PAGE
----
The possibility of an island
It is the fifth millennium: The earth’s climate and geology have mutated as a result of wars, atomic explosions and a shift in its axis. The oceans have disappeared, leaving barely any water at all. The disconsolate comic Daniel, a neo-human and thus immortal, has already been cloned 24 times. He looks back at our extinct world and the relentless fear of ageing in a society whose final taboo is the irreversibility of transience. The gap between the obsessive adoration of the body in a society of old people and the impossibility of love can no longer be closed, the longed-for island of happiness remains an Illusion.
We regularly present performances of "the possibility of an island" with English surtitles. You can find the dates here. Our box office staff will be happy to tell you from which seats you will have a good sight-line to the surtitles. For the best view of both stage and surtitles, we recommend seats in the stalls (Parkett) from row 11, or in the balconies (1. Rang, 2. Rang). Seats in the side boxes have a partially obstructed view.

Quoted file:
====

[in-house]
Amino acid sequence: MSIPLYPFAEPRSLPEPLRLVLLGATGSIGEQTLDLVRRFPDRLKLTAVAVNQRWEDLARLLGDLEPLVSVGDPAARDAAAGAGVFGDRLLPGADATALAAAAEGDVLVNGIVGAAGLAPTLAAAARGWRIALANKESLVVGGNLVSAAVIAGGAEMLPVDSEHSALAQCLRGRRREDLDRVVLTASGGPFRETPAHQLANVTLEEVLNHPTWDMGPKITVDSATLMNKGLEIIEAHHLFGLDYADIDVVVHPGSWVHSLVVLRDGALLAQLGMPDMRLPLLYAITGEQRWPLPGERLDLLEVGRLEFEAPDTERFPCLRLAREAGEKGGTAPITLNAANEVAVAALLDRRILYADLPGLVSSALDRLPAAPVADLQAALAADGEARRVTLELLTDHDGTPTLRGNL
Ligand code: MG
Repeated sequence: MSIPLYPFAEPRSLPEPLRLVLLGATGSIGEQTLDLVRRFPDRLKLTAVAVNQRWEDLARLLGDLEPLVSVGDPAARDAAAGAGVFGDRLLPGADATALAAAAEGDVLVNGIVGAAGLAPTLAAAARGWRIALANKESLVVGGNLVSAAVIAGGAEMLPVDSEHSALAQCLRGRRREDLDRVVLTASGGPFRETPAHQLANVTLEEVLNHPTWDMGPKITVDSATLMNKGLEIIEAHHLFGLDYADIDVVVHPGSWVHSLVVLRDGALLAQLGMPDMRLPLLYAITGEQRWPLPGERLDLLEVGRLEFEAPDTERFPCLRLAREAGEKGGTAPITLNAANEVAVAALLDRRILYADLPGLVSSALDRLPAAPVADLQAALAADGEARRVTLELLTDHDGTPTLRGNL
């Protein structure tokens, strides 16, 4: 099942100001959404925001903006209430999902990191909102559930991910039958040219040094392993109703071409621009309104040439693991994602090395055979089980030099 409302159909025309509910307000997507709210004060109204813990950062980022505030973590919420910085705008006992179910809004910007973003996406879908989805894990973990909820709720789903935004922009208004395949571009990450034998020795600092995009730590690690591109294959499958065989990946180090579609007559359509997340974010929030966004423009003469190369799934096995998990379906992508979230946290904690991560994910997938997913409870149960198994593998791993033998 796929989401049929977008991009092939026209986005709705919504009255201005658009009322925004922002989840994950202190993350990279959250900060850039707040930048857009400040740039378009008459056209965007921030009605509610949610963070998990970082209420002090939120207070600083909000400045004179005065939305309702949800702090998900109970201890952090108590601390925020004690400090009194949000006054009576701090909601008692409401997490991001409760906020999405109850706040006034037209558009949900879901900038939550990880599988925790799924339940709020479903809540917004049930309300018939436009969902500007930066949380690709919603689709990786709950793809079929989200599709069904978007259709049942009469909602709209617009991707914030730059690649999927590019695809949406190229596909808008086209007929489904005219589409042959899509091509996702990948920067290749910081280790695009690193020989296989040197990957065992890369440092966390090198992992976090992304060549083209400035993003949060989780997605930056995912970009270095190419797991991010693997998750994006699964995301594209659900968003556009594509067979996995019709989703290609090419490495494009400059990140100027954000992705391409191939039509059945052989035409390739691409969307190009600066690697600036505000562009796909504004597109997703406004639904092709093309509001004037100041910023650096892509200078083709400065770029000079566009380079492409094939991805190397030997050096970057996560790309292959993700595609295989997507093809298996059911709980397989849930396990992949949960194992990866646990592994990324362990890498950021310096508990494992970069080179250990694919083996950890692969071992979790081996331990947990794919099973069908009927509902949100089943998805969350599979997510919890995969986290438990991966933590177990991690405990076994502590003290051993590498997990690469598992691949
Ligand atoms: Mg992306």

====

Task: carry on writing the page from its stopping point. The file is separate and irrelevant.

“Robert Borgmann manages to translate the material into images of incorporeal beauty.”
“What is happiness, what is overindulgence or emptiness? At times naïvely, at others cynically, Houellebecq asks these questions from changing perspectives. Borgmann condenses this into an intelligent show, employing all the devices of dramatic art to ask: What is marketed to us as happiness? What do we see, what are we willing to see?"